ABC of Safety in the Biological Sciences
Fuming reddishbrown liquid with pungent odour. Is corrosive in presence of water, reacts violently with many organic compounds, many metals and phosphorus causing fire and explosion hazards. Attacks many plastics.
Many organic compounds, many metals and phosphorus causing fire and explosion hazards.
HEALTH HAZARD DATA
May be absorbed by inhalation, ingestion and through the skin. Is corrosive to eyes, skin and respiratory tract. Inhalation may cause sore throat, coughing, shortness of breath, laboured breathing and dizziness. Skin contact is corrosive and causes redness, pain and serious burns. Eye contact is corrosive causing pain, redness and blurred vision. Ingestion is corrosive causing sore throat, vomiting and abdominal spasm.
HANDLING and GENERAL PRECAUTIONS Use a fume hood.
Avoid skin and eye contact.
Avoid inhalation or ingestion of the powder.
Keep away from heat or naked flames.
Keep away from moisture.
Keep away from combustible substances.
Keep away from metal powders.
Keep the container tightly sealed.
Wash hands thoroughly after handling.
Use a fume hood to minimise exposure to this substance. Wear protective clothing to avoid skin or eye contact, inhalation or ingestion. A long sleeved laboratory coat or gown, rubber gloves, safety goggles and a face mask as a minimum standard.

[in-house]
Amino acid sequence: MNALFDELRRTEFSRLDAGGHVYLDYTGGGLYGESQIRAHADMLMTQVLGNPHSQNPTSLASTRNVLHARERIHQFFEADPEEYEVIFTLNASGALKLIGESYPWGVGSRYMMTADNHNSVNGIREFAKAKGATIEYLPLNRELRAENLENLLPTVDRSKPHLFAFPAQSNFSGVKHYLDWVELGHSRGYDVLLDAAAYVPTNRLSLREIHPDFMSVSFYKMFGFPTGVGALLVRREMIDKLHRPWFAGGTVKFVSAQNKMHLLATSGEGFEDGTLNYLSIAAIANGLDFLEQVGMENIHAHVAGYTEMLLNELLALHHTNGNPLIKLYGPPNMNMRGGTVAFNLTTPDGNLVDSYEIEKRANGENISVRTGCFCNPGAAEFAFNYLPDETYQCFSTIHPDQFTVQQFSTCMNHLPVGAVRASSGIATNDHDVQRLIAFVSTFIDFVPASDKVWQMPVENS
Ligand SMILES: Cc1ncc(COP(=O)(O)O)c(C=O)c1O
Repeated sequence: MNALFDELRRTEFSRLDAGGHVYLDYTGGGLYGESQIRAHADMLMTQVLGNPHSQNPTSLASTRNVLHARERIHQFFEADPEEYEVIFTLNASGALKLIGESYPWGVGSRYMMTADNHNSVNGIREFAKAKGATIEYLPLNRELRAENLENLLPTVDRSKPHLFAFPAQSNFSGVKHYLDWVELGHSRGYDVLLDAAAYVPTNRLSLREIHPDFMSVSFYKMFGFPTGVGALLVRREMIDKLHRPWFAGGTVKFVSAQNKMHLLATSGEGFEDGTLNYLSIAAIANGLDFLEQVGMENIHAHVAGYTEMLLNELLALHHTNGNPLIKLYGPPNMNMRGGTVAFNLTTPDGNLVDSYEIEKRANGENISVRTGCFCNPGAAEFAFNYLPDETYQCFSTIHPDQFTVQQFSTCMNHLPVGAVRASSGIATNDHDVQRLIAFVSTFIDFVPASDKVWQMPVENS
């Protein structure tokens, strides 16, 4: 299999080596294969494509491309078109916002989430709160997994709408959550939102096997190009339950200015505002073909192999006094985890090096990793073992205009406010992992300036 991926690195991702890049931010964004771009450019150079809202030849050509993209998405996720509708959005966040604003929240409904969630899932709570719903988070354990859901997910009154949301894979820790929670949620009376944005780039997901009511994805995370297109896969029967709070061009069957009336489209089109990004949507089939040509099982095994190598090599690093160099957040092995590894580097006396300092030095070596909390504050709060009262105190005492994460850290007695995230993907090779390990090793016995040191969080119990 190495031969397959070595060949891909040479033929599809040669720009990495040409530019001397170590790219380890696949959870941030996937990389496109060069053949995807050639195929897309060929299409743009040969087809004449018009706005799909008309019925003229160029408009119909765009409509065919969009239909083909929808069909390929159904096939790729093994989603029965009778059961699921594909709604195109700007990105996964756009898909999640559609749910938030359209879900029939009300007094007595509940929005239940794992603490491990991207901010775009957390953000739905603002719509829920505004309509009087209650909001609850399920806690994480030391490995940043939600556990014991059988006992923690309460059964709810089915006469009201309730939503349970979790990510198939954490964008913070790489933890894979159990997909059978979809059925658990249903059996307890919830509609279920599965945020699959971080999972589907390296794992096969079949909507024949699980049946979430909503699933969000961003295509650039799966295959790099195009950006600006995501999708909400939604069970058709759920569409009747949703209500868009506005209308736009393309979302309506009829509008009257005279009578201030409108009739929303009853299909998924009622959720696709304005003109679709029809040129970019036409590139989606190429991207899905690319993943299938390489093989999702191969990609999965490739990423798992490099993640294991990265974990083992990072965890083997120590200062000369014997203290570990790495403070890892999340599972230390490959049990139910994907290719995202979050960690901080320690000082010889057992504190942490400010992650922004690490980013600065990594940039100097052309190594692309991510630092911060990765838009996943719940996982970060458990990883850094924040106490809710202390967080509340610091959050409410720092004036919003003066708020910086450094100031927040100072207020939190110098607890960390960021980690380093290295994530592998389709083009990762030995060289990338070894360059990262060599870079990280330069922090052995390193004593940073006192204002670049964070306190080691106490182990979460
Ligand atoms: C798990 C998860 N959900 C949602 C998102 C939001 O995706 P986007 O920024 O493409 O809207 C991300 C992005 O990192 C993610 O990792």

Skin immediately wash the affected area with soap or mild detergent and large amounts of water until all evidence of the chemical has been removed (approximately 15 minutes). If hypersensitivity develops seek medical attention.
Eyes wash the affected eye with large amounts of water until all evidence of the chemical has been removed (approximately 15 minutes). If irritation or pain persist seek immediate medical attention.
Inhalation remove from the area of exposure to fresh air. Keep warm and allow to rest. If irritation persists or signs of toxicity develop seek medical attention.
Ingestion wash out the mouth thoroughly with water and give water to drink. Do not induce vomiting. Never give anything by mouth to an unconscious person. Seek immediate medical advice.
Store in a cool, dry atmosphere away from heat or ignition sources.
Rubber gloves, face shield and laboratory coat. A body shield should be available for the more active agents. Replace the face shield with self contained breathing apparatus for such agents as chlorine and bromine.
1. Gas leak - if the valve is leaking because it cannot be closed, the gas can be bubbled through a reducer (sodium sulphite) and excess sodium bicarbonate solution. Be sure to include a trap in the line to prevent the solution being sucked back into the cylinder. If this cannot be done the cylinder should be placed in or adjacent to a fume hood and left to bleed off. If the leak is in the valve assembly, a plastic bag can be fastened over the head of the cylinder which can then be taken outside or to a fume hood.
2. Liquid or solid - cover with a reducer (sodium thiosulphate, a bisulphite or a ferrous salt not carbon, sulphur or strong reducing agent). Mix well and spray with water. A sulphite or a ferrous salt will require addition of 3M sulphuric acid to promote a rapid reduction. Scoop the slurry into a container of water and neutralise with soda ash. Discharge to sewer with a large excess of water. Wash the site thoroughly with a soap solution containing some reducer.
Add to a large volume of concentrated solution of reducer (sodium thiosulphate, a bisulphite or a ferrous salt and acidify with 3M sulphuric acid). When the reduction is completed add soda ash or dilute hydrochloric acid to neutralise the solution. Discharge to sewer with a large excess of water.